If Wilson was hoping to kill or delay the legislation, he may have done his cause more harm than good. His frank admission that he hoped to reverse the pipeline certainly adds some urgency to Deen’s bill. And given the partisan makeup of the Legislature, Wilson can’t hope to prevail by appealing solely to the free-market crowd. Most lawmakers, IMO, will probably remain unconvinced by the practiced blandishments of a professional oilman.  

5 thoughts on “The dirty oil’s a-comin’

  1. Spills should fall under the heading of “environmental impacts;” something entirely different from public safety, and for which even Vermont Yankee can be held accountable by the state.

    Yes, there definitely should be a new Act 250 review required for this significantly different use of the pipeline.

  2. One thing that consistently missing from discussions about Tarsands East is exactly where and how the 70-year-old pipeline runs through VT, NH & ME.

    Here is a link to a detailed map of the System Overview map of the Portland-Montreal PipeLine System, which was part of a presentation given in Portland by a Chris Gilles, on behalf of the Crude Oil Quality Group in June 2009.(see p.2)

    Individual towns are clearly indicated, elevations of pumping stations, surface waterways, etc. This map should be downloaded and circulated widely, I think, before it is removed from its cache site.

    (COQA stands for Crude Oil Quality Association. Check the home site,, for an amusing industry take on integrity & responsibility.)

  3. As a point of clarification, it’s true that VY can be “held accountable” by the State for “environmental impacts” which are NOT related to “[radiological] safety and “nuclear” aspects of energy generation,” but anything falling within the rubric of radiological safety and the “nuclear” aspects is federally preempted. It so happens that virtually everything of environmental concern at VY sooner or later falls within the federally preempted area.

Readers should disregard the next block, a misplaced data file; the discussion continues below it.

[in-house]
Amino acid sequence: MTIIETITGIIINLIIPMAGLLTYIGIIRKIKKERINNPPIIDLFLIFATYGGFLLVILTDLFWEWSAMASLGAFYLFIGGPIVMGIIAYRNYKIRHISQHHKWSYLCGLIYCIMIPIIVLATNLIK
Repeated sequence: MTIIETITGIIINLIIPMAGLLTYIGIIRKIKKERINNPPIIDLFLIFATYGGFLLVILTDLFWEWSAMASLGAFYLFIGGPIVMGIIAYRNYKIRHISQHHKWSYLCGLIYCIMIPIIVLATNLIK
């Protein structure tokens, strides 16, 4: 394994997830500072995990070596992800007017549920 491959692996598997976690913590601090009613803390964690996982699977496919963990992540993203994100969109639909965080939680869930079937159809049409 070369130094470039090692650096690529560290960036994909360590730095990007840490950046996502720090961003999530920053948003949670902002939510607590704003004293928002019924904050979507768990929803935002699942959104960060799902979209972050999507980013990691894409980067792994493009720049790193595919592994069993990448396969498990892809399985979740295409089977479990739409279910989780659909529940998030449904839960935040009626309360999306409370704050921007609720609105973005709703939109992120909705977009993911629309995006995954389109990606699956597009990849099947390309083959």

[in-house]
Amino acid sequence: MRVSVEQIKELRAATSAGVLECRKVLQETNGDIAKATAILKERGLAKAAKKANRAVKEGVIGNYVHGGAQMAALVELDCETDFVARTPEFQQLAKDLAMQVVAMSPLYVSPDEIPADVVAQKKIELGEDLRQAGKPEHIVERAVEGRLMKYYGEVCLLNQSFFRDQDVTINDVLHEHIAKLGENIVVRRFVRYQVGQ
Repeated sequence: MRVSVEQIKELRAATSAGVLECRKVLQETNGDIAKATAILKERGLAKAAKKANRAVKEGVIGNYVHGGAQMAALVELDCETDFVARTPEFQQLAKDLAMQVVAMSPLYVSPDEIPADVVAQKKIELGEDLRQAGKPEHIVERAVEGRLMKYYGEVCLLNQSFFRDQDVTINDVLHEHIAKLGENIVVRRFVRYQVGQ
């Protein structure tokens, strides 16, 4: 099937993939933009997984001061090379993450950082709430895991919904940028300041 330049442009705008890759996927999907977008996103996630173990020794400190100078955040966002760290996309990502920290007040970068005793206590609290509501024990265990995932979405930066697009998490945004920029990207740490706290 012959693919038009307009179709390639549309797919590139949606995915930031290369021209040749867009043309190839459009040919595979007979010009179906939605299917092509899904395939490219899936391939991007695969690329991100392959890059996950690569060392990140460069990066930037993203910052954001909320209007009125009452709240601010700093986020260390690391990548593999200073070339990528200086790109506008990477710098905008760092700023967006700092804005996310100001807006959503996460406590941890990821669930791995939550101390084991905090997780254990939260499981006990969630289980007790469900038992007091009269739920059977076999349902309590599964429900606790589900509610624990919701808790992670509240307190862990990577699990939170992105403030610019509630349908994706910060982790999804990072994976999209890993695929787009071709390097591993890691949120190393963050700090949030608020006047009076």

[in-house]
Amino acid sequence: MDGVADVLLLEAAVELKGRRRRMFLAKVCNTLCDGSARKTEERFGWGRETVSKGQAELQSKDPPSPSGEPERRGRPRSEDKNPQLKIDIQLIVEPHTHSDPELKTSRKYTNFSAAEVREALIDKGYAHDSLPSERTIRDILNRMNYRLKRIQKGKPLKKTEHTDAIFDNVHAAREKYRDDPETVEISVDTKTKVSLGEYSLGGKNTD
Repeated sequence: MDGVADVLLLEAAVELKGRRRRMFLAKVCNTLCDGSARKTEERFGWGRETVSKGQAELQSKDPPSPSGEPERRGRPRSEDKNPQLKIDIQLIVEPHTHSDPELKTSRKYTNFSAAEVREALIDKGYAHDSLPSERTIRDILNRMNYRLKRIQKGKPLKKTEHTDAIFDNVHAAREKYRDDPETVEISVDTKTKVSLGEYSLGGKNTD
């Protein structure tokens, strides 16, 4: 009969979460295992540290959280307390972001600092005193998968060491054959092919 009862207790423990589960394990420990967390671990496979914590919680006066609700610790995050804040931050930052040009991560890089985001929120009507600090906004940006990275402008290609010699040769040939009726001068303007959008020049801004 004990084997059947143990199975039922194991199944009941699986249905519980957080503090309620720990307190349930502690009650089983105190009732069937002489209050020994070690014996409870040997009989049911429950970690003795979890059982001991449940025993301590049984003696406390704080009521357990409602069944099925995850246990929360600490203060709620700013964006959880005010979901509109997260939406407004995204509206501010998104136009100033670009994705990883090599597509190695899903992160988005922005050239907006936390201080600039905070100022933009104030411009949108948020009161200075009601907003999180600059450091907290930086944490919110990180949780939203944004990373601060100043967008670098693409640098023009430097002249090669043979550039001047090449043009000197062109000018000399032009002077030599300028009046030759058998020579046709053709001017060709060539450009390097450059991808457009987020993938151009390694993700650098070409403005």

There are additional avenues the State can pursue under the federal Clean Water Act, which is why ANR gets to issue an NPDES permit for the plant, but those are seldom an issue otherwise.

    In general then, it’s fair to say that even within a narrow reading of nuclear preemption law, safety at nuclear plants can be regulated only by federal authorities.  (States may and do participate in these decisions, however).

    Preemption law depends, among other things, on exactly what Congress is deemed to have intended to restrict to federal jurisdiction, and in the case of pipelines, I for one have no clue what the limits are in pipeline law.

  4. Yes, of course.  Beyond excessive heat released into the Connecticut River, it’s difficult to imagine environmental impacts from VY that would notinvolve the nuclear preemption.

    Can anyone enlighten us as to whether the oil industry is equally well-protected from responsibility for its most likely environmental impact…oil spills?  It wouldn’t surprise me a bit.

  5. They are of course, at least “responsible” for spills; what I am asking is whether or not the state has any right to impose regulation on them related to environmental threats from oil spills.